For my Jays – holy christ. Looks, they took on a lot of payroll, and there are certainly still question marks with every single impact or potential impact guy on the team. But assuming a regression to the mean (both up and down) for both the players in Toronto and the players coming over from Miami, coupled with the fact that they could not get LESS lucky than last year, this is a team that should have jumped 15 wins in an evening. AND ownership (Rogers Communications, the only media company to own a baseball team and the largest media company in Canada) just put their money where their mouth is in regards to expanding payroll to compete now, which is exciting in its own right, nevermind the pieces coming over. I can’t think of a trade that transformed both franchises (for good and ill) in one fell swoop as much as this one.

In any case, Jeff Loria should probably go to jail even if they have to invent a law to book him on, and Alex Anthopoulos really does deserve to be considered the best young GM in baseball.

Posted by Brad @ 5:01 pm on November 13th 2012

What the F

Man, this whole Petraeus this just gets weirder and weirder.

—Incredibly important General has affair with Lady A.

—Lady A gets convinced Lady B is also having an affair; sends threatening emails.

—Lady B gets FBI involved.

—FBI agent assigned to case gets infatuated with Lady B, starts sending her shirtless photos, gets pulled off case.

—In investigating threatening emails from Lady A to Lady B, read Lady B’s emails, find tons of inappropriate emails from completely different incredibly important general.

—Shirtless pic FBI agent contacts Republicans in Congress concerned the FBI isn’t taking investigation seriously.

All of which calls to mind this.

“What did we learn Palmer?”
“I don’t know sir.”
“I don’t fucking know either. I guess we learned not to do it again.”
“Yes sir.”
“Although fucked if I know what we did.”
“Yes sir. It’s hard to say.”

Posted by Brad @ 3:19 pm on November 12th 2012

Ouch

Ask a Network Head: Why Doesn’t MTV Play Music Videos Anymore?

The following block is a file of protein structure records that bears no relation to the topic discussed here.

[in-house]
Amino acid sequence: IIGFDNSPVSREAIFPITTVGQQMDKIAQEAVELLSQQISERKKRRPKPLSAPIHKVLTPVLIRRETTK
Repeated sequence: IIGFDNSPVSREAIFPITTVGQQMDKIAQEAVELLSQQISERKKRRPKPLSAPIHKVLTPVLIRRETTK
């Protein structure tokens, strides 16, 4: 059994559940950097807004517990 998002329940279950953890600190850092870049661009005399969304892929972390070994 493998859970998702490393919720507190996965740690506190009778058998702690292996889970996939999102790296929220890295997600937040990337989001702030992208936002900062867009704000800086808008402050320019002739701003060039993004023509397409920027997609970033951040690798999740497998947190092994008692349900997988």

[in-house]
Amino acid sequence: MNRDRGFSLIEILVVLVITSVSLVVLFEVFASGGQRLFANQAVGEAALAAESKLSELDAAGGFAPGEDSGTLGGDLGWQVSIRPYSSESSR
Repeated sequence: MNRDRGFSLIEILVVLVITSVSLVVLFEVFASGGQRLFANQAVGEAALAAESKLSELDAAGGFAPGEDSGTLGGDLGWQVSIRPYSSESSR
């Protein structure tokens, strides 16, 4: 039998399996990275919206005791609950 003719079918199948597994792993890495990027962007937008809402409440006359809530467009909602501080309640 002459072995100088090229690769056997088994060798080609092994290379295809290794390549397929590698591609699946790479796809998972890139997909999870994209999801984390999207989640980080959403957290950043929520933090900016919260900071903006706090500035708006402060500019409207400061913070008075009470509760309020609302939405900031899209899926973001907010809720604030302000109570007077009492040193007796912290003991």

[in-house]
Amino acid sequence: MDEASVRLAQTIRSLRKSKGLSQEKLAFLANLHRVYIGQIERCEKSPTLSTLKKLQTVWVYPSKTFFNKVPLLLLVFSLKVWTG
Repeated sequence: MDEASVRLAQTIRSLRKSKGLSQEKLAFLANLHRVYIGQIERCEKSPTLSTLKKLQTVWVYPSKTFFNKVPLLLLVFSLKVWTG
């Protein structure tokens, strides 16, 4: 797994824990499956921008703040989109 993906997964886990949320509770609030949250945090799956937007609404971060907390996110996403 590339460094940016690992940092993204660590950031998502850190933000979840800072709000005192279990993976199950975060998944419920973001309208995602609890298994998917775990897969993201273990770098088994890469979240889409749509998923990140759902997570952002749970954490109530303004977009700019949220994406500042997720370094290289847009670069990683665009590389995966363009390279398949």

Posted by Brad @ 1:34 pm on November 12th 2012

Great Moments in Republican Navel-Gazing Ledes

Maggie Gallagher, National Review, quoted verbatim:

How Not to Appeal to Latinos

I’ve been processing the immediate debate on this, including Hannity’s “I’ve evolved on a pathway to citizenship” and Rush Limbaugh’s continuing appreciation of Heather Mac Donald.

I appreciate Heather, too, but I want to make a new case: Latinos are not opposed to sensible immigration policy. They are opposed to rhetoric that suggests that conservatives do not care about them.

I particularly it’s particularly wrong to suggest that the way forward is for business and economic conservatives to take the lead. It will tear up the base.

This is the moment for Southern Baptists.

By the way, she actually makes a perfectly reasonable argument (although really I think making a social conservative case for immigration reform does more as an “in” for softening up the Republican base on the issue than it does for Latinos softening up to the Republican base).

But man did I do a spit take on that lede.

Maggie Gallagher is very much a hammer seeing nail, nail, nail, nail.

Oh evangelical social conservative Southerners. Is there any problem you can’t solve?

Posted by Brad @ 1:07 pm on November 12th 2012

Turns out there WAS some voter fraud this year

Every year, out of well over a hundred million votes cast, there is usually, maybe, 6 or 7 cases (and one or two prosecutions) for vote fraud – in almost all cases, it usually turns out to be chalked up to stupidity rather than malicious intent.

But this year, at least two voters were discovered who actively tried to game the system to vote twice.

Let’s meet them, shall we?

Posted by Brad @ 2:28 am on November 10th 2012

Music Video of the After-Election

Not safe for work.

Goldishack Guerrillas – Bulldozer

Posted by Brad @ 1:51 pm on November 9th 2012

The 2016 Benches

Before we christen a new permanent Democratic majority, at least on the national stage, one thing to consider: the Republicans have one hell of a deep bench for the Presidential race of 2016. More so than at any point in nearly 20 years, I think. Here are some candidates I would consider very likely to run, and very strong candidates if they do:

Chris Christie
Marco Rubio
Paul Ryan
Rand Paul
Bob McDonnell
Nikki Haley

With a few that may well run, and to varying degrees could be strong (although most probably not):